On this trip to the North Cascades I headed up to Cascade Pass. Many people this time of year trudge up the series of switchbacks to the top of the pass proper, where there is a nice little viewing area on the saddle between two mountain ridges, with a couple of benches to lean your pack against. A few intrepid souls press on, climbing the arm leading up to the Sahale Glacier on Boston Peak.
But I already had enough climbing for one day. Instead, I made camp in Pelton Basin, just below the saddle. That night it got very cold in the basin, well below freezing. There was hoarfrost on the heather as I walked down to the creek to fetch water in the morning. But by the time I returned to camp, the sun had already melted it.
Hot. Cold. Hot. Cold. That's the mountains for you.
That day I climbed up to the glacier and made camp on top of a big cone-shaped mound of glacial debris, tucked inside a circle of stones that serves as a windbreak. I needed it. That night I thought my tent would be ripped to shreds by a wind that started up at midnight and didn't let up until 8am the next morning. But when it finally did calm down, it was a beautiful day to go for a glacierwalk.
I had my trusty ice axe. But I didn't have crampons. A returning group of French-speaking mountain climbers told me it would be difficult to get very far without them. They were right. But I managed to duckwalk ("pied en canard") for some distance in my hiking boots. When I finally turned around, it was just in time to see a bright yellow tent blow away, disappearing into the deep basin cradling Doubtful Lake.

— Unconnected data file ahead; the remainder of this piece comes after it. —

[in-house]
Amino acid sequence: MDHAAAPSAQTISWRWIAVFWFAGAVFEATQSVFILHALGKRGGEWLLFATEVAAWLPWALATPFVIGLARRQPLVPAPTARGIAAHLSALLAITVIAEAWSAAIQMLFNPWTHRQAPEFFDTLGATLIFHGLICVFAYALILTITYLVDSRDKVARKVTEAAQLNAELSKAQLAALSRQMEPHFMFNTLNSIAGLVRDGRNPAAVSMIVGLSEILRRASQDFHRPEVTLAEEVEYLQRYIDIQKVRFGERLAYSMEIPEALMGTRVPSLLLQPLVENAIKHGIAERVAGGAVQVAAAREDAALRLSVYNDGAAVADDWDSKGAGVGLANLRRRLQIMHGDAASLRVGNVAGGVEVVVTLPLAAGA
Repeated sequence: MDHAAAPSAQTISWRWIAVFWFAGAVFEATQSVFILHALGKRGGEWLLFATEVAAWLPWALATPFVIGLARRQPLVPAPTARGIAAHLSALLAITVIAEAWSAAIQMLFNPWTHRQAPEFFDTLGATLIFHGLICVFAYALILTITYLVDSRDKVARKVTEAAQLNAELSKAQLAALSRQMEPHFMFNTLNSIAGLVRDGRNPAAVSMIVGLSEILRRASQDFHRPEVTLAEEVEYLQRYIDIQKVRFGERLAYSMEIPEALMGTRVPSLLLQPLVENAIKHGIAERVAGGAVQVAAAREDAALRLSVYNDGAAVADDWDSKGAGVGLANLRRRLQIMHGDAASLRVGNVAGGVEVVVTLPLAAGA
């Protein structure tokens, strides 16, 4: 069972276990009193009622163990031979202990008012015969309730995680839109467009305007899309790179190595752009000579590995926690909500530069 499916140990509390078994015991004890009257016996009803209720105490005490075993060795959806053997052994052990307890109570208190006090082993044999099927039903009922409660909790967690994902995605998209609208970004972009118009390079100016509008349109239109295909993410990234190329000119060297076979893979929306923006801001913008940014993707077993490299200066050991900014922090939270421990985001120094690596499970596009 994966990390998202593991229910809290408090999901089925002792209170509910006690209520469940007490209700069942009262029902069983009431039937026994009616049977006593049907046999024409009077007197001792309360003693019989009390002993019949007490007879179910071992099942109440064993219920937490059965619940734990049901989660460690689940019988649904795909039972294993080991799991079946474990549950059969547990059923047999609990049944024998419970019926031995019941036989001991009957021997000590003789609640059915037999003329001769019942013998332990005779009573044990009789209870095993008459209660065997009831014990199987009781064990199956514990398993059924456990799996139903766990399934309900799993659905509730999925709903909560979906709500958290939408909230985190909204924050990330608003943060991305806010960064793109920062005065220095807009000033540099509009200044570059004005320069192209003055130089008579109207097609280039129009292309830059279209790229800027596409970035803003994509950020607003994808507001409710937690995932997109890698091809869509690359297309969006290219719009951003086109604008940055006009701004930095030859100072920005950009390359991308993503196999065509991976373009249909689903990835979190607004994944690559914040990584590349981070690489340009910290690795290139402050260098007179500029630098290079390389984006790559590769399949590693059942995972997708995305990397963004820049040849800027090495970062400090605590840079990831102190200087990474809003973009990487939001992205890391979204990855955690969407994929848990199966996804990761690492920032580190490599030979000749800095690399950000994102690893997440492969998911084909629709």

Fortunately, my tent is blue ! I had taken it down as soon as the wind made it possible.
( The "French" climbers were able recover theirs. Lucky for them, it didn't end up in the lake ! )
After a long, leisurely descent and another night in Pelton Basin, I hiked up the Stehekin valley and explored a place called Horseshoe Basin. My guidebook said there were lots of waterfalls there.
They were right ! The glaciers above provide plenty of meltwater, thanks to global warming. But you better get out and see them soon before they disappear ( the Sahale glacier has retreated noticeably since I first visited years ago ). There is an old copper mine here, right next to a spectacular waterfall. The entrance looks big enough to accommodate a couple of semis. But the miners are long gone, so I had the whole place to myself. Except for the bears. I didn't see them, but I'm sure they saw me ! ( mountain blackberries are plentiful this time of year.)
At the end of my trip I went back to visit Mt Baker and Mt Shuksan, two old friends. It was a cloudy day, but I was lucky enough to catch sight of a big avalanche on the flank of Mt Shuksan !
Can you spot the difference ? Try clicking.
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more Cascades adventures !